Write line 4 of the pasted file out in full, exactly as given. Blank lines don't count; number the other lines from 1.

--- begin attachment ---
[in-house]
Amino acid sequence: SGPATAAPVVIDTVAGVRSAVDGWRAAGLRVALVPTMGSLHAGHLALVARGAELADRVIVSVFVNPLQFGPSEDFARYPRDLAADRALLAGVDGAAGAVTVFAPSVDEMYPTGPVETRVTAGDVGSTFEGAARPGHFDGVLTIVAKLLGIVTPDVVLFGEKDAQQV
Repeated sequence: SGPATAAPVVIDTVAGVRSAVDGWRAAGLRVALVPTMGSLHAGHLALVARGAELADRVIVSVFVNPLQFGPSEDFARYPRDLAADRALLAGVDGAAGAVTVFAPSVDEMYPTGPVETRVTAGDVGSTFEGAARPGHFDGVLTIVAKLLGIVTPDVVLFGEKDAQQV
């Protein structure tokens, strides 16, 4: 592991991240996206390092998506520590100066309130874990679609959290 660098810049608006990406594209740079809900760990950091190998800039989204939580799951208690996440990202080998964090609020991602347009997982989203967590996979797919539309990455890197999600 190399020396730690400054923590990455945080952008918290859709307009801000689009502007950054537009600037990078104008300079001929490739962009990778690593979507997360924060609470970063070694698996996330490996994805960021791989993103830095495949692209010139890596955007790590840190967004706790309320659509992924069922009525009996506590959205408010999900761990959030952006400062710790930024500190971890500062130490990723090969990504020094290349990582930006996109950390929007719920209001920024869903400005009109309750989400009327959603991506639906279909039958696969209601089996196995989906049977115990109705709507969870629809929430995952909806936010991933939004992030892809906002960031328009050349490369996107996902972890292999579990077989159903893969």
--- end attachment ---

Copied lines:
């Protein structure tokens, strides 16, 4: 592991991240996206390092998506520590100066309130874990679609959290 660098810049608006990406594209740079809900760990950091190998800039989204939580799951208690996440990202080998964090609020991602347009997982989203967590996979797919539309990455890197999600 190399020396730690400054923590990455945080952008918290859709307009801000689009502007950054537009600037990078104008300079001929490739962009990778690593979507997360924060609470970063070694698996996330490996994805960021791989993103830095495949692209010139890596955007790590840190967004706790309320659509992924069922009525009996506590959205408010999900761990959030952006400062710790930024500190971890500062130490990723090969990504020094290349990582930006996109950390929007719920209001920024869903400005009109309750989400009327959603991506639906279909039958696969209601089996196995989906049977115990109705709507969870629809929430995952909806936010991933939004992030892809906002960031328009050349490369996107996902972890292999579990077989159903893969």